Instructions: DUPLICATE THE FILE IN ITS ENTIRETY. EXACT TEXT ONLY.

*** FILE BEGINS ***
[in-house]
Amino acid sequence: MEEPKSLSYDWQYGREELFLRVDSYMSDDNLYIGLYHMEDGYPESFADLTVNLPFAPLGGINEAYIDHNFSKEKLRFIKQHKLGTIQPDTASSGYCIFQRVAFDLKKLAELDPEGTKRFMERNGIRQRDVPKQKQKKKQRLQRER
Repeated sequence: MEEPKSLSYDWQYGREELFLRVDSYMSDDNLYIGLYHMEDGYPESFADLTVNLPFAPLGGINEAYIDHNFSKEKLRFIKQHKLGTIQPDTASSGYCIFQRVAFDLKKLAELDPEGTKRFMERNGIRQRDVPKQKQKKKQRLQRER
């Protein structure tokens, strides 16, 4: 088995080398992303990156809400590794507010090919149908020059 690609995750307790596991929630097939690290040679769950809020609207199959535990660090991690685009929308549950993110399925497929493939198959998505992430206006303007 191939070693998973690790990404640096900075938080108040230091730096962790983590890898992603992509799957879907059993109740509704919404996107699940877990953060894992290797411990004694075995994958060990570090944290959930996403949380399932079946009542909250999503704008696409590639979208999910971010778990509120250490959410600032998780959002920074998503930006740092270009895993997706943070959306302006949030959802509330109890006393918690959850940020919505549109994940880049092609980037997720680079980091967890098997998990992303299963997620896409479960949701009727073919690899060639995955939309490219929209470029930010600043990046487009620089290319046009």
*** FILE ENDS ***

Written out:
[in-house]
Amino acid sequence: MEEPKSLSYDWQYGREELFLRVDSYMSDDNLYIGLYHMEDGYPESFADLTVNLPFAPLGGINEAYIDHNFSKEKLRFIKQHKLGTIQPDTASSGYCIFQRVAFDLKKLAELDPEGTKRFMERNGIRQRDVPKQKQKKKQRLQRER
Repeated sequence: MEEPKSLSYDWQYGREELFLRVDSYMSDDNLYIGLYHMEDGYPESFADLTVNLPFAPLGGINEAYIDHNFSKEKLRFIKQHKLGTIQPDTASSGYCIFQRVAFDLKKLAELDPEGTKRFMERNGIRQRDVPKQKQKKKQRLQRER
């Protein structure tokens, strides 16, 4: 088995080398992303990156809400590794507010090919149908020059 690609995750307790596991929630097939690290040679769950809020609207199959535990660090991690685009929308549950993110399925497929493939198959998505992430206006303007 191939070693998973690790990404640096900075938080108040230091730096962790983590890898992603992509799957879907059993109740509704919404996107699940877990953060894992290797411990004694075995994958060990570090944290959930996403949380399932079946009542909250999503704008696409590639979208999910971010778990509120250490959410600032998780959002920074998503930006740092270009895993997706943070959306302006949030959802509330109890006393918690959850940020919505549109994940880049092609980037997720680079980091967890098997998990992303299963997620896409479960949701009727073919690899060639995955939309490219929209470029930010600043990046487009620089290319046009």